The Student News Site of Central Oregon Community College

The Broadside

The Student News Site of Central Oregon Community College

The Broadside

The Student News Site of Central Oregon Community College

The Broadside

Childcare still in the distance: ASCOCC “pledges not to spend” money because the college isn’t ready

Photo illustration by Vera Holiday | The Broadside
Photo illustration by Vera Holiday | The Broadside

On Oct. 10, the Associated Students of Central Oregon Community College decided to hold off the $10,000 in student fees they had allocated for campus childcare last year. This money had been put forth as a “good-faith effort” to indicate that student government supported COCC’s attempt at on-campus childcare, according to Taran Smith, ASCOCC advisor.

“But it was prematurely allocated,” Smith said. “Student government was interested in showing students that they do prioritize it as an issue.”

This $10,000 included money for staff and many of the expenses related to getting a campus childcare center up and running, according to Smith. However, the college isn’t yet to the point where they can talk about costs or funding.

“There’s no mechanism yet,” Smith said. “It was basically us saying ‘We’ll put this out and you can catch up… We’re not ready for [childcare] yet.”

Of students who receive the Free Application for Federal Student Aid at COCC, 38 percent have children, according to Smith. However, COCC is “in the minority” of two-year colleges in Oregon when it comes to information services and referral resources for childcare.

Subsidy model not applicable at COCC

Oregon State University-Cascades has implemented a childcare subsidy program that takes student fees and uses them to pay for student parent’s childcare. OSU-Cascades generally has a surplus in that money, Kent Vernon, program director with the Associated Students of Cascades Campus, told The Broadside in the Oct. 23 issue.

ASCOCC tried to do the same thing in the 2006-07 school year, according to a report from the Childcare Task Force in fall 2012. ASCOCC provided a grant of $15,000 that was distributed through the Financial Aid office, but found that their resources were too little to cope with the problem fairly.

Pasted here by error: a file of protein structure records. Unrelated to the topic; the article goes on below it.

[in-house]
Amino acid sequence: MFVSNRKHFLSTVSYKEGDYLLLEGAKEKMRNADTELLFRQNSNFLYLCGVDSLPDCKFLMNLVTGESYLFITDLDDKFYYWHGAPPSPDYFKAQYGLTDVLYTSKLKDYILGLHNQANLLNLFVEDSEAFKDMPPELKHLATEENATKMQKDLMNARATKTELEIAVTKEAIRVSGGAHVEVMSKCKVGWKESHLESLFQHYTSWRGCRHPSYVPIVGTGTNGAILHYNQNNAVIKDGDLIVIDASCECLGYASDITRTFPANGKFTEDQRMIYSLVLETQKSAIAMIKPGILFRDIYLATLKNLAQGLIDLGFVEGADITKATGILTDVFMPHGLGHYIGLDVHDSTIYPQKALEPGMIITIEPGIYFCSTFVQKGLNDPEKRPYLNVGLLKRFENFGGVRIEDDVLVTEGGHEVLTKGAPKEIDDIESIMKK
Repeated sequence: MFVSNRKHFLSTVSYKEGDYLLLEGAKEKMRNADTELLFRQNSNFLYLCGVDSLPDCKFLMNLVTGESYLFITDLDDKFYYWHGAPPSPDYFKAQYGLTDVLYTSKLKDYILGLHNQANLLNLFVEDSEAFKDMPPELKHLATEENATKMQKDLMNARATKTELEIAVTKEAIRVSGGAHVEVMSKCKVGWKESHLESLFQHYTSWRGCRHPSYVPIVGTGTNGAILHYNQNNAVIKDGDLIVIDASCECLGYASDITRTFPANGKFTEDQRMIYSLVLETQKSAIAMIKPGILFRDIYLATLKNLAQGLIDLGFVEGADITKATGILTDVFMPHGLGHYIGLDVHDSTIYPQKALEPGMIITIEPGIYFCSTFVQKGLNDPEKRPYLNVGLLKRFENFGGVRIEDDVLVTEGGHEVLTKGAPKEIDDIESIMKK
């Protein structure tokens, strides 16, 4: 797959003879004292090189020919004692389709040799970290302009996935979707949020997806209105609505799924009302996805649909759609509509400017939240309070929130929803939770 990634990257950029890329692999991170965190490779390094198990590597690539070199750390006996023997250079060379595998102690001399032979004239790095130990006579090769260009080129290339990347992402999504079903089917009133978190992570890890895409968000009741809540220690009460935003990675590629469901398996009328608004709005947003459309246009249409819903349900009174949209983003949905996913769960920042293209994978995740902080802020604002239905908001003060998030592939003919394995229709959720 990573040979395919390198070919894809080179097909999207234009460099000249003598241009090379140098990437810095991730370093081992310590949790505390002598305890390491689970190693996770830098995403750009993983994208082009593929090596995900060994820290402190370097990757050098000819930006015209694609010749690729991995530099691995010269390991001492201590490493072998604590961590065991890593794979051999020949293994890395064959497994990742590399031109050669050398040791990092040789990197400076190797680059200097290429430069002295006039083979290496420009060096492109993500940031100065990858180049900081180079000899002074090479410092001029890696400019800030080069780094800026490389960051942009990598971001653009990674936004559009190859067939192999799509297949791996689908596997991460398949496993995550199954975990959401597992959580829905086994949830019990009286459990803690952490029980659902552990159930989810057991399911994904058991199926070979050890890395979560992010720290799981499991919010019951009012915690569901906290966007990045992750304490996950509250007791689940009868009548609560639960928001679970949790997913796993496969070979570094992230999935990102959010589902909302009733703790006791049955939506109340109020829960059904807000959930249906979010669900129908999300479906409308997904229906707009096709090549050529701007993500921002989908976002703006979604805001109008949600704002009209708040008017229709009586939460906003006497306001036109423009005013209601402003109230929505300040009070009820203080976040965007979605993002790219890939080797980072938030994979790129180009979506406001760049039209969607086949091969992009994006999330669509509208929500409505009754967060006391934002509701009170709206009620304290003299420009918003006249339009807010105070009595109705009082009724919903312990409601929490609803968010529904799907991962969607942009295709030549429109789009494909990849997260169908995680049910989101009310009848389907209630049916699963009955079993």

“It’s not equitable or sustainable to provide a childcare subsidy. The need would be millions,” Smith said.

The subsidy awarded 24 students amounts that “varied from 300 for one term to 900 for three terms,” according to the report.

“It is feasible that we could operate within this structure in the future and administer it differently with much larger funding from different sources,” the report said, “but it seems to be the least effective method of delivery when we consider our options.”

The main problem with ASCOCC’s subsidy was that it would be awarded on a first-come, first-serve basis, according to Smith.

“Say you have [a subsidy of] $10,000. How would you prioritize who gets that money?” Smith said. “The need is too great.”

Also, according to a survey put out by ASCOCC in the summer of 2012, seventy-five percent of students parent’s didn’t take their children to childcare centers–they used family, friends or themselves for childcare.

“The majority wouldn’t benefit from it,” Smith said.

Childcare not a campus issue

Kurt Killinger, director of legislative affairs with ASCOCC, doesn’t believe that this problem can be fixed if the focus is simply at COCC.

“We had $30,000 allocated last year [for student childcare] and we couldn’t use it because there are so many hurdles at the campus-wide and state-wide level,” Killinger said. “The problem is it won’t do anything.”

There’s a lot of red tape involved with providing childcare, according to Killinger, such as laws about sex offenders in the immediate vicinity.

“What if you have 500 registered sex offenders on campus?” Killinger said. “We can’t prevent them from going to school.”

Killinger believes that the only way to find a lasting solution is to pursue it at the state level, which is what ASCOCC is doing by supporting the Oregon Student Association and the Oregon Community College Student Association in their lobbying.

It’s the issue Oregon’s lawmakers are most concerned with right now, Killinger said. He points to Jason Conger’s visit to COCC on Sept. 21, where Conger asked students to back his legislative initiative to provide on-campus childcare.

“There’s nothing any community college would like to see more than childcare,” Killinger said. “It’s been going on for a long time and now it’s at the state level. …When the state starts working on stuff, [legislation] gets done.”

On-campus childcare centers

Oregon State University has implemented on-campus childcare centers where students can drop off their children, according to Smith. A part-time childcare program that offers help when parents need it is the first step at COCC, Smith said.

This isn’t something that can happen immediately because the resources aren’t available at COCC, according to Matthew Armstead, director of fiscal operations with ASCOCC.

“There’s a lot that goes into it,” Armstead said. “Workers need to be licensed by the state… a lot of questions to be answered, like ‘would we use an existing room’?”

Armstead said that because of all the requirements involved, it’s better to step back and let the state deal with it.

“The state will put better things into place,” Armstead said.


Scott Greenstone
The Broadside

[email protected]

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